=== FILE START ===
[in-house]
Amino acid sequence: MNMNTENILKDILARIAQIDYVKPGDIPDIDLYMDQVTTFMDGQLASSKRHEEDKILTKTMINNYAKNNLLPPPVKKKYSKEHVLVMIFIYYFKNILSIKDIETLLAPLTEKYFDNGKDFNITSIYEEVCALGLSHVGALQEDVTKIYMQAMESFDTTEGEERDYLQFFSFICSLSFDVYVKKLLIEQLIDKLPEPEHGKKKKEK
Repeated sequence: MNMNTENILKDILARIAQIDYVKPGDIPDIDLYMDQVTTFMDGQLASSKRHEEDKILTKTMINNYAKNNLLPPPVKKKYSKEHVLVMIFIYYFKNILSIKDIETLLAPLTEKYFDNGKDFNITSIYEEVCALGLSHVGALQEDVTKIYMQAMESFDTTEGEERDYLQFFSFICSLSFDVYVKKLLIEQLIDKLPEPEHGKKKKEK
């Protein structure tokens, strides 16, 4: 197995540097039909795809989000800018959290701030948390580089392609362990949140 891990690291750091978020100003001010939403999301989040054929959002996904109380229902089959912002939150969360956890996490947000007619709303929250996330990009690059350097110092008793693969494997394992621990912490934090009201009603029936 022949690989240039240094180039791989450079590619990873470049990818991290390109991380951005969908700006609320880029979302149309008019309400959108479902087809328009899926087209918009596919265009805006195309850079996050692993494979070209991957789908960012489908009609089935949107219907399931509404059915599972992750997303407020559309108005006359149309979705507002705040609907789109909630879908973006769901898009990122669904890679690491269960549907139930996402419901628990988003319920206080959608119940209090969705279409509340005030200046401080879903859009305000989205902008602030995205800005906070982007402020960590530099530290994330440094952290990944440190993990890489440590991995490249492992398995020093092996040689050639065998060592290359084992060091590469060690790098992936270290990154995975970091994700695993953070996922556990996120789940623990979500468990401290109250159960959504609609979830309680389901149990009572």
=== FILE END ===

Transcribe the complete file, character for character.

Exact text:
[in-house]
Amino acid sequence: MNMNTENILKDILARIAQIDYVKPGDIPDIDLYMDQVTTFMDGQLASSKRHEEDKILTKTMINNYAKNNLLPPPVKKKYSKEHVLVMIFIYYFKNILSIKDIETLLAPLTEKYFDNGKDFNITSIYEEVCALGLSHVGALQEDVTKIYMQAMESFDTTEGEERDYLQFFSFICSLSFDVYVKKLLIEQLIDKLPEPEHGKKKKEK
Repeated sequence: MNMNTENILKDILARIAQIDYVKPGDIPDIDLYMDQVTTFMDGQLASSKRHEEDKILTKTMINNYAKNNLLPPPVKKKYSKEHVLVMIFIYYFKNILSIKDIETLLAPLTEKYFDNGKDFNITSIYEEVCALGLSHVGALQEDVTKIYMQAMESFDTTEGEERDYLQFFSFICSLSFDVYVKKLLIEQLIDKLPEPEHGKKKKEK
């Protein structure tokens, strides 16, 4: 197995540097039909795809989000800018959290701030948390580089392609362990949140 891990690291750091978020100003001010939403999301989040054929959002996904109380229902089959912002939150969360956890996490947000007619709303929250996330990009690059350097110092008793693969494997394992621990912490934090009201009603029936 022949690989240039240094180039791989450079590619990873470049990818991290390109991380951005969908700006609320880029979302149309008019309400959108479902087809328009899926087209918009596919265009805006195309850079996050692993494979070209991957789908960012489908009609089935949107219907399931509404059915599972992750997303407020559309108005006359149309979705507002705040609907789109909630879908973006769901898009990122669904890679690491269960549907139930996402419901628990988003319920206080959608119940209090969705279409509340005030200046401080879903859009305000989205902008602030995205800005906070982007402020960590530099530290994330440094952290990944440190993990890489440590991995490249492992398995020093092996040689050639065998060592290359084992060091590469060690790098992936270290990154995975970091994700695993953070996922556990996120789940623990979500468990401290109250159960959504609609979830309680389901149990009572």